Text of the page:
NEWARK, N.J. (CBSNewYork) – It’s commonly called the “kissing bug,” but don’t confuse the name with something you can catch from smooching your partner.
A so called kiss or light bite on the face from this insect can be even scarier, reports CBS2’s Jessica Layton.READ MORE: With Injuries Piling Up Across New York City, Mayor De Blasio Is Considering Bicycles Being Required To Have License Plates
“They’re silent killers,” warns Dr. Vivian Bellofatto of Rutgers New Jersey Medical School.
Bellofatto has been studying the parasite found inside the disease carrying insects for three decades.
“They look like your average beetle, but their heads are small, cone-shaped,” she said. “Nice yellow bars on the side of their wings.”
For years they were in Central and Latin America, then places like California and Texas, but as the weather has gotten warmer they’ve moved farther north.READ MORE: Bronx Man Takes It Upon Himself To Clean Up NYC Park, But City Says Not So Fast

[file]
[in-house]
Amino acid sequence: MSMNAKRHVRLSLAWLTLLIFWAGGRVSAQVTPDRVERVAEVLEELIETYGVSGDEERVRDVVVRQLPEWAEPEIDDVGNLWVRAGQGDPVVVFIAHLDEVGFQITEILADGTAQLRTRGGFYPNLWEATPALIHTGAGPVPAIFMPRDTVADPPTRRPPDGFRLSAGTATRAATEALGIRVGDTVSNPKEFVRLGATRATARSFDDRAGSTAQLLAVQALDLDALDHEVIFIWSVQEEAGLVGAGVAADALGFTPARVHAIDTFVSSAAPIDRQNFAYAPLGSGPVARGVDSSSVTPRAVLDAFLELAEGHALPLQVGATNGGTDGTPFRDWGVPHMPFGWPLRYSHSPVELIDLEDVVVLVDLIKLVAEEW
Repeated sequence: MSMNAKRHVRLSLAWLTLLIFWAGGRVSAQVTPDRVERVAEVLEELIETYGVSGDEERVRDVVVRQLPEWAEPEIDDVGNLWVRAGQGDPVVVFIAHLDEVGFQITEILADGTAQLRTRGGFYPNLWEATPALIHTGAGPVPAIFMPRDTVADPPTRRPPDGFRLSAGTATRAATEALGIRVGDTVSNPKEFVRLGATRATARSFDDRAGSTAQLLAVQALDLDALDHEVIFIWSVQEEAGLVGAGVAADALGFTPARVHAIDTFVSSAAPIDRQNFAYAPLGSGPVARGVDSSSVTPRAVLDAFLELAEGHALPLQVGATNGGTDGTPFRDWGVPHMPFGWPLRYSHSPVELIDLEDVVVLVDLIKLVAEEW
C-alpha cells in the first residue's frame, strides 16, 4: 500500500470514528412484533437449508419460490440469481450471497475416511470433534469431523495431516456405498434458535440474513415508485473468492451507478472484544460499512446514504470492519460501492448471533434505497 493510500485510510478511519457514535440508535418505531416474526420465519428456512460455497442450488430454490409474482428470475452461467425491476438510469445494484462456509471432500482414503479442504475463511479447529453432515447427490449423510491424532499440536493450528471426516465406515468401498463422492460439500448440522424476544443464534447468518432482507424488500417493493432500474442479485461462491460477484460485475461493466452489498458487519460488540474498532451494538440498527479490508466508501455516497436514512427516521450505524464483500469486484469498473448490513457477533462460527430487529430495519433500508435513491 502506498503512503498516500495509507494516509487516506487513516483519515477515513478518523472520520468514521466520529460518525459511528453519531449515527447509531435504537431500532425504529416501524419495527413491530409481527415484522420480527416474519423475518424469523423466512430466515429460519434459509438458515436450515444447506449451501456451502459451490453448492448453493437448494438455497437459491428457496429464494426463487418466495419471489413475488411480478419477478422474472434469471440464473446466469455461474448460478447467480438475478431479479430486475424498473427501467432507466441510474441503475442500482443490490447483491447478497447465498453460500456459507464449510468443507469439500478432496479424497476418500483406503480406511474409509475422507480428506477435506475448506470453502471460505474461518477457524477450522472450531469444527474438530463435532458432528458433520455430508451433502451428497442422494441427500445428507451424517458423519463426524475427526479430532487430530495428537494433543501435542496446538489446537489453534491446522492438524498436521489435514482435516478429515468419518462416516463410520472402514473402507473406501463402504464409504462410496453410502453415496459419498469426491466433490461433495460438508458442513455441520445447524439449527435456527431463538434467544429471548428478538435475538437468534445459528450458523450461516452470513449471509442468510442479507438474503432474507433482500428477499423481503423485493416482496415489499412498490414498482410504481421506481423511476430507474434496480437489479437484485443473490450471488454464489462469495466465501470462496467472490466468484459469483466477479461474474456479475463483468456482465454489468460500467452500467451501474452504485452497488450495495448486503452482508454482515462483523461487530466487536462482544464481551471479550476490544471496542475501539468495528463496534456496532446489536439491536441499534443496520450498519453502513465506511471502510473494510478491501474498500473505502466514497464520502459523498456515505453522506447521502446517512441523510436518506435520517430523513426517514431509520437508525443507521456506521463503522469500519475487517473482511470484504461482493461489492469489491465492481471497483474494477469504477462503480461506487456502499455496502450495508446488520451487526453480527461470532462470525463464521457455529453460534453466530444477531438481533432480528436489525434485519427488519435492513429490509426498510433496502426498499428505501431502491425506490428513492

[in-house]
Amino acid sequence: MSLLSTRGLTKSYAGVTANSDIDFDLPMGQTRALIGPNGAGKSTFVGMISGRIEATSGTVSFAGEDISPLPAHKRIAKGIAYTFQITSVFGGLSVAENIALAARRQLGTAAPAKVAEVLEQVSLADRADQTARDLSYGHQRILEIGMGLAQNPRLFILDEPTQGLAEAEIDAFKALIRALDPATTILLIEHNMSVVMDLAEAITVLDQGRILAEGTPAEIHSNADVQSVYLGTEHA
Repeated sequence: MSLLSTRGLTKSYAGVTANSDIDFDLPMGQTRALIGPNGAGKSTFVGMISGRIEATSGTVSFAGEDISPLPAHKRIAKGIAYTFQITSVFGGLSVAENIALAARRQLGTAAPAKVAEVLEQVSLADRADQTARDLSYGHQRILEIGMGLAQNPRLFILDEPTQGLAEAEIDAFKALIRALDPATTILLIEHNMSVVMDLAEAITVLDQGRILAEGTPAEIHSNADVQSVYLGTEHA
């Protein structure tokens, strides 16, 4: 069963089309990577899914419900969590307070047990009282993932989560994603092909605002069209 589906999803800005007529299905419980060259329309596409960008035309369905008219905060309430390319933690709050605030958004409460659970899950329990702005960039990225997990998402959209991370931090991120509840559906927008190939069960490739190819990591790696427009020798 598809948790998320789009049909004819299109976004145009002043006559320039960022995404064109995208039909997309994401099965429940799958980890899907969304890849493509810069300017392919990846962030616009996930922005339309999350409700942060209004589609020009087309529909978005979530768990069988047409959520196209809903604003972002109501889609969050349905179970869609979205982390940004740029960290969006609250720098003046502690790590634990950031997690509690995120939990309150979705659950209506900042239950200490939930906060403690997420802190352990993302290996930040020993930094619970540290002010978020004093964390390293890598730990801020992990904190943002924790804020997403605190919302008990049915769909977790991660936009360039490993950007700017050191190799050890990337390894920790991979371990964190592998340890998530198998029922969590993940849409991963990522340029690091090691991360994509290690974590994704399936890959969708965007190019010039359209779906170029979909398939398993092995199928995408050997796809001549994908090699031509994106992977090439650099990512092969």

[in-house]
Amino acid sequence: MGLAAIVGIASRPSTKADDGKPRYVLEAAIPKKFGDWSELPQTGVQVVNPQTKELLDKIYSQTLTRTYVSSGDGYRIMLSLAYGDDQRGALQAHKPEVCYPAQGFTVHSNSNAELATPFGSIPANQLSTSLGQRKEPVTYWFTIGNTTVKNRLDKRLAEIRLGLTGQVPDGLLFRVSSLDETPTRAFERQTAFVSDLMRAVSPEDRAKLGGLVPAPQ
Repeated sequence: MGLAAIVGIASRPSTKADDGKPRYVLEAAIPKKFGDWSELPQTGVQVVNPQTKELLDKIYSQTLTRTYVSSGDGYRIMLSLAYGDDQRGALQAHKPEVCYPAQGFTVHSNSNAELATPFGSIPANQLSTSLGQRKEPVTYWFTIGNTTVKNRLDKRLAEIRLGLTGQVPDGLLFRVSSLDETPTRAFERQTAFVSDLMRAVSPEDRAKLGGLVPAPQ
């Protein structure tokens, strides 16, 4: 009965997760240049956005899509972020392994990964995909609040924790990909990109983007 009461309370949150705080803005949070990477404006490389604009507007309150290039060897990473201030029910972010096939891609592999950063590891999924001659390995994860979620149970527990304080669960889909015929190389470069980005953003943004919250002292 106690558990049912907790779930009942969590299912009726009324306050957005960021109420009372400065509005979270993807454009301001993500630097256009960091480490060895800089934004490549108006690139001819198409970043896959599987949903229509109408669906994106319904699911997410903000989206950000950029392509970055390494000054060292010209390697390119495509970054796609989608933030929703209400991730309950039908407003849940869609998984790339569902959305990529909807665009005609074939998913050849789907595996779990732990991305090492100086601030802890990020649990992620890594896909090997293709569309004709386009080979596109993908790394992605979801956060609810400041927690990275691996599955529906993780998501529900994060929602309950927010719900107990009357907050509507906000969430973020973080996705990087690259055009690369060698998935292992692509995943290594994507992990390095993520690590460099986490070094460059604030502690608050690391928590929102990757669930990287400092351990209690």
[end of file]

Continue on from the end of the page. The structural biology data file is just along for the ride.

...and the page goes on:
These kissing bugs are now in Pennsylvania and Maryland, and probably in New Jersey as well
Because they like to hang out in dark spaces like lumber and the crevices of homes, they usually attack when you’re asleep.
A bite by a bug carrying a certain parasite can lead to chagas disease. The first sign: swelling around the bite, followed by fever and exhaustion that lasts for weeks. Years later the infection can lead to chronic heart disease.
There have been 300,000 infections throughout the United States so far, but none in our area – yet.
If you do come across one of these kissing bugs, Bellofatto says don’t touch it with bare hands. Put on some gloves or grab some tweezers. Put the bug in a plastic bag and bring it to your local health department.MORE NEWS: Qinxuan Pan, Sought In Killing Of Yale Student Kevin Jiang, Arrested In Alabama Following Nationwide Manhunt
If you think you’ve been bitten by a kissing bug, doctors say a blood test can confirm the infection and there are treatments available if you catch it early.